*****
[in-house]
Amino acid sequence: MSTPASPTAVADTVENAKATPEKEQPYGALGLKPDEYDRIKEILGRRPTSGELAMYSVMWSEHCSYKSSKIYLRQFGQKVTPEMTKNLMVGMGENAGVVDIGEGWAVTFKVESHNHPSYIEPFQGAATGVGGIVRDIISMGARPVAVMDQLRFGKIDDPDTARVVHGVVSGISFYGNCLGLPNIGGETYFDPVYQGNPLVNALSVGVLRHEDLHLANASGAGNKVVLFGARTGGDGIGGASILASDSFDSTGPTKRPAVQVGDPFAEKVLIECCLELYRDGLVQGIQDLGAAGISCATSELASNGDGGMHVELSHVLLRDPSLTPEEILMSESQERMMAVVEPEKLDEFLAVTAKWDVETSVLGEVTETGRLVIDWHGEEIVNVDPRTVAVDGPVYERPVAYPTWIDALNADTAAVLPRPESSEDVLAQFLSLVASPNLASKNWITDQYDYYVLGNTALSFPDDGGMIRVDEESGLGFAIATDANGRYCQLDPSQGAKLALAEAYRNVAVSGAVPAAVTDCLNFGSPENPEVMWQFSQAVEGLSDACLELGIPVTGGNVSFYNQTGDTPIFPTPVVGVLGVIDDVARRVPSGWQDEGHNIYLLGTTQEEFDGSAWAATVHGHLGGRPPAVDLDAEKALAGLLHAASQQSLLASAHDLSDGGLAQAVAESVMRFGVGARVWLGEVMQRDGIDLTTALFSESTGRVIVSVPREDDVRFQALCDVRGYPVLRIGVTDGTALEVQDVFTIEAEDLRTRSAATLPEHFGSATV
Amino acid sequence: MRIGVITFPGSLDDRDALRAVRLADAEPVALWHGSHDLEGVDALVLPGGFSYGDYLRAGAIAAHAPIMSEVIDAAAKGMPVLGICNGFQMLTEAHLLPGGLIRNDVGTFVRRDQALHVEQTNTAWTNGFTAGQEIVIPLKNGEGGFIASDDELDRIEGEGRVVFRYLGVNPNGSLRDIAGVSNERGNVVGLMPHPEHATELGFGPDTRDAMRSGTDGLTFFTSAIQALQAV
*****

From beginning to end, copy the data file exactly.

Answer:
[in-house]
Amino acid sequence: MSTPASPTAVADTVENAKATPEKEQPYGALGLKPDEYDRIKEILGRRPTSGELAMYSVMWSEHCSYKSSKIYLRQFGQKVTPEMTKNLMVGMGENAGVVDIGEGWAVTFKVESHNHPSYIEPFQGAATGVGGIVRDIISMGARPVAVMDQLRFGKIDDPDTARVVHGVVSGISFYGNCLGLPNIGGETYFDPVYQGNPLVNALSVGVLRHEDLHLANASGAGNKVVLFGARTGGDGIGGASILASDSFDSTGPTKRPAVQVGDPFAEKVLIECCLELYRDGLVQGIQDLGAAGISCATSELASNGDGGMHVELSHVLLRDPSLTPEEILMSESQERMMAVVEPEKLDEFLAVTAKWDVETSVLGEVTETGRLVIDWHGEEIVNVDPRTVAVDGPVYERPVAYPTWIDALNADTAAVLPRPESSEDVLAQFLSLVASPNLASKNWITDQYDYYVLGNTALSFPDDGGMIRVDEESGLGFAIATDANGRYCQLDPSQGAKLALAEAYRNVAVSGAVPAAVTDCLNFGSPENPEVMWQFSQAVEGLSDACLELGIPVTGGNVSFYNQTGDTPIFPTPVVGVLGVIDDVARRVPSGWQDEGHNIYLLGTTQEEFDGSAWAATVHGHLGGRPPAVDLDAEKALAGLLHAASQQSLLASAHDLSDGGLAQAVAESVMRFGVGARVWLGEVMQRDGIDLTTALFSESTGRVIVSVPREDDVRFQALCDVRGYPVLRIGVTDGTALEVQDVFTIEAEDLRTRSAATLPEHFGSATV
Amino acid sequence: MRIGVITFPGSLDDRDALRAVRLADAEPVALWHGSHDLEGVDALVLPGGFSYGDYLRAGAIAAHAPIMSEVIDAAAKGMPVLGICNGFQMLTEAHLLPGGLIRNDVGTFVRRDQALHVEQTNTAWTNGFTAGQEIVIPLKNGEGGFIASDDELDRIEGEGRVVFRYLGVNPNGSLRDIAGVSNERGNVVGLMPHPEHATELGFGPDTRDAMRSGTDGLTFFTSAIQALQAV